Business Leaders Anticipate a New Energy Future
Phyllis Cuttino, director of Pew’s clean energy initiative, addresses the summit.
A new energy landscape is unfolding before us, leading the way to a cleaner, more diverse, and reliable energy future, with exciting prospects for jobs and businesses. While partisan disagreement may stymie other issues, advancing the research, development, and deployment of renewable and efficient energy technologies remains a bright spark of potential agreement not only in Washington but also in state governments.
That’s the message from a daylong gathering of business leaders, investors, journalists, scientists, and state and federal officials held in Washington on Feb. 3 and hosted by Pew’s Clean Energy Business Network. The meeting, attended by nearly 200 people, emphasized the need for clean energy business leaders to speak with a unified voice on the importance of policy equity for clean energy.
“We’re at a pivot point. For the first time in half a century, the idea of American energy independence can be a reality,” Phyllis Cuttino, who directs Pew’s clean energy initiative, told the audience. “And the static energy system of today is becoming a dynamic, distributed energy system of tomorrow.”
Several participants in various panels observed that states were already focusing on the promise of clean energy. Stephen Lacey, senior editor at Greentech Media, noted that there was “a lot of interest in state-level action.” And John Rhodes, president and CEO of the New York State Energy Research and Development Authority, said, “New York is undertaking a far-reaching restructuring of its energy use.” We must, he said, “be sure that the future works for us rather than against us.”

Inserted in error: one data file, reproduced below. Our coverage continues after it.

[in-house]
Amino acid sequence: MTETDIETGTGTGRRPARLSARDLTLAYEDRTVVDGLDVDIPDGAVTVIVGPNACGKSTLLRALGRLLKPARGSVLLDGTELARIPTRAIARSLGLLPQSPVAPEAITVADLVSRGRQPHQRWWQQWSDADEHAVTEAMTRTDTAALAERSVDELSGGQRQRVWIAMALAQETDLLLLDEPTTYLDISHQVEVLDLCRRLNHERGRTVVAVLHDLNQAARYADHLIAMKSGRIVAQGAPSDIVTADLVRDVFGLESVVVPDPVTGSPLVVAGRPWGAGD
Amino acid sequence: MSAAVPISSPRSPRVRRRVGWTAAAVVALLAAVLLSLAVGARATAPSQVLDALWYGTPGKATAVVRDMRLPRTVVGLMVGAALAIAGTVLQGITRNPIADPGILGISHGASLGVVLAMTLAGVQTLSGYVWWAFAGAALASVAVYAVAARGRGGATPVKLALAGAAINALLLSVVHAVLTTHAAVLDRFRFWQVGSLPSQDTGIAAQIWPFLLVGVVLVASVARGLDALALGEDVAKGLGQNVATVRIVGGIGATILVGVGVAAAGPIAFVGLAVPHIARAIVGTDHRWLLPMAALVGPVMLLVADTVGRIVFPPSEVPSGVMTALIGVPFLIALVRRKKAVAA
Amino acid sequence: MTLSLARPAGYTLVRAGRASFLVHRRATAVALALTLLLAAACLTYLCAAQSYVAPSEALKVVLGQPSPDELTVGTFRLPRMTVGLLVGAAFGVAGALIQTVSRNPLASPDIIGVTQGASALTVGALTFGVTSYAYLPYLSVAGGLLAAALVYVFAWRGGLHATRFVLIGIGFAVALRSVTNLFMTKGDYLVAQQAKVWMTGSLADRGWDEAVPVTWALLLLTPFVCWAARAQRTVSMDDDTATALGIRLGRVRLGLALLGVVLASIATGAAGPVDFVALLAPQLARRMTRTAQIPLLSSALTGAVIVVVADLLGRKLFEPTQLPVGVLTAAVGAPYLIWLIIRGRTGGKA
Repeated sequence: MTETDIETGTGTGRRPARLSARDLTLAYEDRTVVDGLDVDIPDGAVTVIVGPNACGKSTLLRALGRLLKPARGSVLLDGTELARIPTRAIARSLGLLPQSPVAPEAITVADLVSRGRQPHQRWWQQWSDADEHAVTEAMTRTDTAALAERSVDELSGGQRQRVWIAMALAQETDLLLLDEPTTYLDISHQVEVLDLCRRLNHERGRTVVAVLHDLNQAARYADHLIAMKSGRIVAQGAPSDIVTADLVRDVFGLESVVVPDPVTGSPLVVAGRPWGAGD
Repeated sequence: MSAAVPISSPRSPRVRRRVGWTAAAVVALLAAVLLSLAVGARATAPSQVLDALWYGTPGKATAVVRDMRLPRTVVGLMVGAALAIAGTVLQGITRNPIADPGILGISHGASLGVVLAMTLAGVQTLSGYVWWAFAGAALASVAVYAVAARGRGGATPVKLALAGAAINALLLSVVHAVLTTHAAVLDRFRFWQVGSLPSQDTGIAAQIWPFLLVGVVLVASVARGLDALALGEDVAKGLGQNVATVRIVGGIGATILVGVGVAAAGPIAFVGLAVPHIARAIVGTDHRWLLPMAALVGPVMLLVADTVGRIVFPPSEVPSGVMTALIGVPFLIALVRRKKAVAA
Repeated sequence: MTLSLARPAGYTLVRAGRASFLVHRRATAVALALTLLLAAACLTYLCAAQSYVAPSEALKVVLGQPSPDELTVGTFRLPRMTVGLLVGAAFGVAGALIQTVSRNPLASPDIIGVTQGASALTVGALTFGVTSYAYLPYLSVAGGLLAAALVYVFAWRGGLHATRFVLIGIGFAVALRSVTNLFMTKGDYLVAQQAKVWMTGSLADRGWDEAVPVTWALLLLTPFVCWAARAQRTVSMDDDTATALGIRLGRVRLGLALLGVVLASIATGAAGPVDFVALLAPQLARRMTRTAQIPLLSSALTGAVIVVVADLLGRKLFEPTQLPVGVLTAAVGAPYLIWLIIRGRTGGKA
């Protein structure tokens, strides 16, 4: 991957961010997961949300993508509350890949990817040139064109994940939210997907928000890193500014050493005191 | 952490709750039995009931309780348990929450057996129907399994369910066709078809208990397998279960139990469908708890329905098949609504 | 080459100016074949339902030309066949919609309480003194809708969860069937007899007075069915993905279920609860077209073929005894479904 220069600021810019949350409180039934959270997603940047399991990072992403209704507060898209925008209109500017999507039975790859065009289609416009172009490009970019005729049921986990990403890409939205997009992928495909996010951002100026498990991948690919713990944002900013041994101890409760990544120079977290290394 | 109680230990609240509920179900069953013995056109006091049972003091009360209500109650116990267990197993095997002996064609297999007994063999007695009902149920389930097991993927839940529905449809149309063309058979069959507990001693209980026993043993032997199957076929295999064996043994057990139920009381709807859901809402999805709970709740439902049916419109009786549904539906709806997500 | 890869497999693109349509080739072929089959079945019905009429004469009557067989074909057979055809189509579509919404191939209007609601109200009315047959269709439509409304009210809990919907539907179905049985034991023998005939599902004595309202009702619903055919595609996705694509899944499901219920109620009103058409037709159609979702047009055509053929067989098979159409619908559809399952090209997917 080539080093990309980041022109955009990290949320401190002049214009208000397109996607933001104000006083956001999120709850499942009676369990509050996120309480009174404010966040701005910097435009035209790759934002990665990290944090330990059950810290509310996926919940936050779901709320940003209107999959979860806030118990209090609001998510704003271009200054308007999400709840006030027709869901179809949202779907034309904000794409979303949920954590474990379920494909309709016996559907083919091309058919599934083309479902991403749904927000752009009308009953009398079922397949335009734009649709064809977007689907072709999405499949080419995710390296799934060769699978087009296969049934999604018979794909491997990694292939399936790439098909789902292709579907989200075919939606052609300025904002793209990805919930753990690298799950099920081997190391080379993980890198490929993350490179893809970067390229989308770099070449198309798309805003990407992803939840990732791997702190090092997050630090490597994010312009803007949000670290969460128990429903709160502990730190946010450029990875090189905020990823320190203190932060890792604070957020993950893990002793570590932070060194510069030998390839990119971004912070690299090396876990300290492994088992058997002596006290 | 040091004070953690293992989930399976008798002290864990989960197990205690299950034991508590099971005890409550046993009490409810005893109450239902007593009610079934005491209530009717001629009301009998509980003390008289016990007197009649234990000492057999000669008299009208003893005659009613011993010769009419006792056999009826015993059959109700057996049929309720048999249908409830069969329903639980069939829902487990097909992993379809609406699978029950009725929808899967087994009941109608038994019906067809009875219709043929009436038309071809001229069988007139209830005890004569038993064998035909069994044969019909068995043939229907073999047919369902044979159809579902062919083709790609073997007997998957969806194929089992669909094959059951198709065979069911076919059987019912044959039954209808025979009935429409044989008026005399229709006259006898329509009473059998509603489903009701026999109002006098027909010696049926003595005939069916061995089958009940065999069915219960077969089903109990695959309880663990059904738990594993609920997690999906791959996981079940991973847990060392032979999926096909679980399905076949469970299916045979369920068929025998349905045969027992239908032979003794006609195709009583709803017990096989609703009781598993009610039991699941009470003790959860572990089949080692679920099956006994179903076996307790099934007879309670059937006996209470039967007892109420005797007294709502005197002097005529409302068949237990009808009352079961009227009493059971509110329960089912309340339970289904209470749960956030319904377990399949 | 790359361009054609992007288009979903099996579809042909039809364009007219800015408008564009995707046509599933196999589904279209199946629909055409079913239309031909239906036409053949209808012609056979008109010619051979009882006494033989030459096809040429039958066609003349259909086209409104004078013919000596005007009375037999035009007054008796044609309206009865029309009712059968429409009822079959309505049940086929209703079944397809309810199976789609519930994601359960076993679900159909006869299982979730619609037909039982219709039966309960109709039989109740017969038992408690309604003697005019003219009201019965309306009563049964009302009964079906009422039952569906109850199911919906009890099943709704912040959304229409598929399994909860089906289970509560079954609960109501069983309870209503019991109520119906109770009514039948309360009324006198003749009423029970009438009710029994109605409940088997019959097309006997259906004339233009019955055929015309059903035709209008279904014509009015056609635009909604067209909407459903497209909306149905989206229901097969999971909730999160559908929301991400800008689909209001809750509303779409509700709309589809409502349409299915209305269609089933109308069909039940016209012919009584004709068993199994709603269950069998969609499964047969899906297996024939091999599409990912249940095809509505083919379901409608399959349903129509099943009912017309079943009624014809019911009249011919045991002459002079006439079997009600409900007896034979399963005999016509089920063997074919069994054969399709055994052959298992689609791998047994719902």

Lauren “Bubba” McDonald Jr., chairman of the Georgia Public Service Commission, further emphasized the importance of local and state action, saying he was excited about the renewable energy projects in his state. “We are planting a tree which we will never sit in the shade of,” he said.
Another panelist discussed how the military could play a pivotal part in the development of clean energy. Amanda Simpson, executive director of the U.S. Army Office of Energy Initiatives, noted that the Army is “probably the largest single consumer of electricity in the country.” To encourage a sufficient, reliable, and cost-effective supply, the Army has been working with a host of companies to develop clean energy projects. As she said, by way of emphasizing opportunities, “The U.S. Army is going on 240 years, and right from the beginning we’ve relied on private industry.”
Participants were encouraged to reach out to their federal representatives and the Obama administration to encourage action on policies that would level the playing field for clean energy relative to other forms of energy generation.
When asked to sum up the probability of Congress taking needed steps to encourage the development of clean energy, John W. Warner, a former U.S. senator and former secretary of the Navy, and currently a senior adviser to the Pew Project on National Security, Energy, and Climate, said, “I think we will see some achievement,” adding, “We can’t afford to dig in our feet.”
Senator John Warner makes closing remarks at the summit.
Amanda Simpson, executive director of the U.S. Army Office of Energy Initiatives, speaks about industry partnerships at the summit.
John Rhodes of the New York State Energy Research and Development Authority, Steve Corneli of NRG Energy, and Lauren “Bubba” McDonald Jr. of the Georgia Public Service Commission discuss the next generation of utilities at the summit.